Error code Message Hard disk drives and controller 1701 SEEK ERROR WRITE ERROR 1702 READ ERROR 1703 1705 ERROR DETECTION ERROR 1706 ERROR CORRECTION ERROR D-38 Performing System Diagnostics...
Physically formatting the hard disk erases any data it contains. If you have any any data on the disk or you are unsure if formatting is necessary, contact your Epson Customer Care Center first. Someone there can advise you on the best procedure to follow.
new disk or reformatting a used disk, it, you need to run FDISK and SELECT to prepare the hard disk for use. Follow the instructions in Appendix F. Formatting and Checking Options To perform a physical format or to determine if a hard disk needs to be physically reformatted, follow these steps: 1.
Destructive surface analysis tests a formatted hard disk for bad tracks and updates the bad track table. Because this option writes and reads data on the disk, it destroys all data on any track that produces an error. You cannot run the Destructive surface analysis on a disk that has never been formatted.
Formatting a New Disk Many hard disk drives are supplied with a list of bad tracks but without the bad tracks flagged on the disk. Other hard disks are supplied with the bad tracks already flagged. If you are formatting a new hard disk that may not have been formatted, follow these steps: 1.
Note If you have more than one hard disk drive, you see this prompt: E n t e r d r i v e l e t t e r ( C / D ) ? Press C or D and then Enter. Conditional Format (Normal) Use this option to format the hard disk.
The program then displays a warning about the consequences of proceeding with formatting: WARNING! ALL DATA WILL BE DESTROYED IN ALL PARTITIONS OF HARD DISK, NOT JUST IN MS-DOS PARTITION! Do you want to start formatting (Y/N)? if there are no tracks with other errors, and you are absolutely sure that you want to format the hard disk, press Y and Enter.
Flagged tracks are identified by xxxx and yy. At this press Enter to return to the HARD DISK FORMAT MENU. If there are any tracks with other errors, scanning stops and you see this message: Scanning cancelled. Warning: This drive has an unflagged error(s), or is unformatted.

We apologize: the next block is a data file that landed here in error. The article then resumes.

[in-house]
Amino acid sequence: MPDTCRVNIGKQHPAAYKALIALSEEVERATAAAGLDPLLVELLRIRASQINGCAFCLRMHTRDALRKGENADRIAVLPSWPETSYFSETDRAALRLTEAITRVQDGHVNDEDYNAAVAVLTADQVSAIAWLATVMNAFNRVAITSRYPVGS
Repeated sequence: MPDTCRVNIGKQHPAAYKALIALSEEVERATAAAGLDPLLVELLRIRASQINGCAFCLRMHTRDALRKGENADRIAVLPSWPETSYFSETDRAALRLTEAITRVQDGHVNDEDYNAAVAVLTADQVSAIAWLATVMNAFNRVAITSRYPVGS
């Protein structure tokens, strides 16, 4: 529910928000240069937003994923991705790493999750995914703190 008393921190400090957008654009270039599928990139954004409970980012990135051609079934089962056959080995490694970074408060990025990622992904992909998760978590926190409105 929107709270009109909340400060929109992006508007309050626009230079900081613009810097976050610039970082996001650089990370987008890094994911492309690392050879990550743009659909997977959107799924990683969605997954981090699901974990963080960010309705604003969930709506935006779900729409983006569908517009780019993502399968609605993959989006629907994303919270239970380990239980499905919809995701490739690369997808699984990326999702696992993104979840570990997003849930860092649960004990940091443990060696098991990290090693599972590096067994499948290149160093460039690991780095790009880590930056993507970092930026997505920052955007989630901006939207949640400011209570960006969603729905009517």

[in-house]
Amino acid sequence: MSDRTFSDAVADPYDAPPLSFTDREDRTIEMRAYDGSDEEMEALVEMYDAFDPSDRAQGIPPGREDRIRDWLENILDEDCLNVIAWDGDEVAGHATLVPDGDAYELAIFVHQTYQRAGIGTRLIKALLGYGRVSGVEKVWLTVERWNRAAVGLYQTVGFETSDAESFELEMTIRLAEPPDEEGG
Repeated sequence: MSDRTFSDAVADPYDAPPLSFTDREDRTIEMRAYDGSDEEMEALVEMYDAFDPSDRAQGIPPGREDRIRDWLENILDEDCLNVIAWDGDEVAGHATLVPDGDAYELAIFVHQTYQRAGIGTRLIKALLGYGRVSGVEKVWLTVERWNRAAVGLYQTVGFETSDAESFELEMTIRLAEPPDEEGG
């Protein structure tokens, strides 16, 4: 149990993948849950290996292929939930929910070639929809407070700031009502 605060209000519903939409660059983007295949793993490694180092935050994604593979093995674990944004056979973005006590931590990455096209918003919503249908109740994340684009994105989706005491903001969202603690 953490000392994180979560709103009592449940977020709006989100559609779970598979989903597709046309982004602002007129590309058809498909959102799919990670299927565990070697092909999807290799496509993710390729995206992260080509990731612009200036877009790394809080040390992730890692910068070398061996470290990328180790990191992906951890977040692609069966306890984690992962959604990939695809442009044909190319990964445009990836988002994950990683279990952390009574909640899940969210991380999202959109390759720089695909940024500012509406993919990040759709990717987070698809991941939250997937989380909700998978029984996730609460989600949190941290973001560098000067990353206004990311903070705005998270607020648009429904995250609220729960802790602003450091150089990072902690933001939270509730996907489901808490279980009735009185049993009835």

If you are formatting a disk that has never been formatted, check the list of bad tracks that came with the disk. This list identifies each defect by the head and cylinder number, which are required for the Unconditional format. To start the Unconditional format routine, press 2 and then Enter.
Some of the messages change if the table is full or empty. However, the way that you add a bad track or make a correction is the same. To add a bad track, follow these steps: 1. Press A. You see this prompt: Enter cylinder number (1 - xxxx): 2.
Destructive Surface Analysis this option to accurately locate any bad tracks on a hard disk, and to flag any bad tracks that are not flagged. WARNING If any errors occur during this check, all data on the track that produces the error is destroyed. For this reason, if you think that an unflagged bad track is causing trouble, first run option 4, Non-destructive surface analysis, to check the disk surface.
If the program finds one bad track that is not flagged, the summary would show one track with a write, read error. The report is then followed by a table like this: To flag the error tracks as bad, press Y and Enter. You then see a list of the tracks as they are flagged and then these messages: Flagging bad tracks...
When ‘the analysis is complete, the program displays a summary of the status of the disk. This summary lists the following: Flagged bad tracks Tracks with read, verify errors Good tracks. no errors occur, you see this message: No read, verify error was detected. If errors are found, the program displays a table of the tracks that gave errors, similar to the one displayed by the destructive analysis.
This type of formatting is usually done by the manufacturer and you should not need to this yourself. If you are using an Epson drive, it has already been formatted. However, you may need to perform a low-level (also called physical) format if one of the following is true: The hard disk is new and has never been formatted.
The hard disk you are using has been producing numerous read/write errors. See Appendix E for instructions on performing a low-level format. If you need to format the disk, be sure to do it before completing the steps in this appendix. WARNING The procedures described in this appendix destroy any data on the hard disk.